Monday, May 20, 2013

Handling different subresources with JAX-RS subresource locator

1   Introduction

 In this article I won't explain what a resource or subresource is, since there are several pages that explain perfectly well its meaning. For example, you can check Oracle tutorial or Jersey documentation. I will focus on implementing a RESTful service with a subresource locator which will decide at runtime what type of subresource will be returned.

You can check the source code on github.

2   Configuration

You need to include the JAX-RS reference implementation libraries:
The first two dependencies are necessary if you want to develop services, while the third contains the implementation to convert your classes to JSON.

Next step is to define the Jersey servlet that will handle requests to our services. Include the content below on your web.xml file:
I have included two init parameters:

  • Required. It must define one or more packages separated by ";". These are the packages where your resource classes must be located.

  • com.sun.jersey.api.json.POJOMappingFeature: Activates POJO support, which means that it will use the Jackson library to convert your Java Objects to JSON and the other way back.

We are done with the configuration, let's implement the resources.

3   The root resource

To declare a root resource you must annotate your class with @Path.
The @GET annotated getWarehouseInfo() method will handle requests to the root resource, so when the user enters the following URI:


It will return the warehouse information.

Take into account that if I had included the @Path annotation in conjunction with @GET, I would be declaring a subresource method.

The getItem method is annotated with @Path but not with any request method designator (get, post...). This is because I'm declaring a subresource locator. This subresource locator will return an object  that will be capable of handling the HTTP request, but which one? It will depend on the id parameter. Both the TypeAResource and TypeBResource implement the same interface ItemResource, so we can return any of them.

4   Subresources

These subresources have a method with a request method designator, but no @Path annotation has been included.
The following requests will return a different subresource:

http://localhost:8080/rest-subresources/rest/warehouse/items/1: Will return a Type B resource:


http://localhost:8080/rest-subresources/rest/warehouse/items/12: Will return a Type A resource:


5   Possible mistakes

I'm including some errors that may occur if you fail to configure the application properly:

Fail on deploy. com.sun.jersey.api.container.ContainerException: The ResourceConfig instance does not contain any root resource classes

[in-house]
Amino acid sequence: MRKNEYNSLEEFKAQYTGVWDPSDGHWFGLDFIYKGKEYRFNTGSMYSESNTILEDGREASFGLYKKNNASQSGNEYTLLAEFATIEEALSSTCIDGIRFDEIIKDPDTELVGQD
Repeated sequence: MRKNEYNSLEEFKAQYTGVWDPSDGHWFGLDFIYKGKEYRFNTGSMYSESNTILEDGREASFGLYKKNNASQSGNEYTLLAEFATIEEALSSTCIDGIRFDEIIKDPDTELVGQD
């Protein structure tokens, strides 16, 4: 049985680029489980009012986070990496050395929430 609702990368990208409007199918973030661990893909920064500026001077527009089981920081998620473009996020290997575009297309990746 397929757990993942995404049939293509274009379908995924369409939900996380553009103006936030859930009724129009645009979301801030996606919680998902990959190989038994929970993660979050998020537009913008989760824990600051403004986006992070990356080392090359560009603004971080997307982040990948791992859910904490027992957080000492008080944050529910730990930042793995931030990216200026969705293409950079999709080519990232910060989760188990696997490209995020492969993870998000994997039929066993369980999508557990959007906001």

You did not define the packages init-param, so it will fail to find nor load your resource classes.
Fail on runtime. com.sun.jersey.api.MessageException: A message body writer for Java class [yourModelClass], and Java type class [yourModelClass], and MIME media type application/json was not found.

You did not define the JSON feature on web.xml. It won't be able to convert your object to JSON.
Fail on runtime. com.sun.jersey.api.MessageException: A message body writer for Java class [yourModelClass], and Java type class [yourModelClass], and MIME media type application/json was not found.

This error might also be produced because the JSON maven dependency was not included.
Fail on deploy. java.lang.ClassNotFoundException: com.sun.jersey.spi.container.servlet.ServletContainer.

The jersey-servlet maven dependency was not included. Older versions of Jersey included this class in jersey-core library, but in newer versions they have put it in a separate jar.

Monday, May 13, 2013

Retrieving method annotations with Spring Annotation Utils

1   Introduction

The JDK provides us with several lookup methods that allow us to retrieve annotations from a class, method, field or added to method parameters. The Spring framework included a general utility class for annotations, org.springframework.core.annotation.AnnotationUtils, which extends the basic functionalities. In this post I will explain the main features of this class, focusing on retrieving annotations from a method.

2   getAnnotation method

This method looks up if method contains the specified annotation type and returns it if found. So, what's the difference between the JDK getAnnotation method? The Spring version handles bridge methods. You can check effects of Type Erasure and Bridge Methods tutorial to get a good explanation.

Let's see it with an example. Imagine we got a generic class Foo, and a Bar class that extends it:
Now we try to retrieve @MyAnnotation with both utility methods:
The result is as follows:

3   findAnnotation method

This method also retrieves the specified annotation type from method. The difference between getAnnotation is that in this case, it will look up the entire inheritance hierarchy of the specified method.

Let's see another example. We got the classes below:
Trying to retrieve @MyAnnotation from anotherMethod in Bar class using the different utility methods
will get the following results: